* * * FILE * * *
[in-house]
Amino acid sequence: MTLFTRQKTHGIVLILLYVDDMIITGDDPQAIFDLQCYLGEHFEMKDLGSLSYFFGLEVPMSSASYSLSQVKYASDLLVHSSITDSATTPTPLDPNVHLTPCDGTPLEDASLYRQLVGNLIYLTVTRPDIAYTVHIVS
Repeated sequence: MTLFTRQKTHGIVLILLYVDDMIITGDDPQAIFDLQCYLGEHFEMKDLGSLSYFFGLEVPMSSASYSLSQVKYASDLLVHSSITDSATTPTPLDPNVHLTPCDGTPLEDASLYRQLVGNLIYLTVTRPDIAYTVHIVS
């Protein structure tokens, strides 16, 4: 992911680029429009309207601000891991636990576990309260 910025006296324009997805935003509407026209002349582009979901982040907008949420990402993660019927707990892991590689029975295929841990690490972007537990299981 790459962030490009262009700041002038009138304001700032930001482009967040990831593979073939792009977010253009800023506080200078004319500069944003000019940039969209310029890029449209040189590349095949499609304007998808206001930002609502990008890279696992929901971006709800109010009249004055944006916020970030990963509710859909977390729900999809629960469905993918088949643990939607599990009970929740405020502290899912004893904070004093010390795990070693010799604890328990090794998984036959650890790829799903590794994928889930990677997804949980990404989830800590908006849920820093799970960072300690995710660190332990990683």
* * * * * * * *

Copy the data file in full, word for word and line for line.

[in-house]
Amino acid sequence: MTLFTRQKTHGIVLILLYVDDMIITGDDPQAIFDLQCYLGEHFEMKDLGSLSYFFGLEVPMSSASYSLSQVKYASDLLVHSSITDSATTPTPLDPNVHLTPCDGTPLEDASLYRQLVGNLIYLTVTRPDIAYTVHIVS
Repeated sequence: MTLFTRQKTHGIVLILLYVDDMIITGDDPQAIFDLQCYLGEHFEMKDLGSLSYFFGLEVPMSSASYSLSQVKYASDLLVHSSITDSATTPTPLDPNVHLTPCDGTPLEDASLYRQLVGNLIYLTVTRPDIAYTVHIVS
């Protein structure tokens, strides 16, 4: 992911680029429009309207601000891991636990576990309260 910025006296324009997805935003509407026209002349582009979901982040907008949420990402993660019927707990892991590689029975295929841990690490972007537990299981 790459962030490009262009700041002038009138304001700032930001482009967040990831593979073939792009977010253009800023506080200078004319500069944003000019940039969209310029890029449209040189590349095949499609304007998808206001930002609502990008890279696992929901971006709800109010009249004055944006916020970030990963509710859909977390729900999809629960469905993918088949643990939607599990009970929740405020502290899912004893904070004093010390795990070693010799604890328990090794998984036959650890790829799903590794994928889930990677997804949980990404989830800590908006849920820093799970960072300690995710660190332990990683």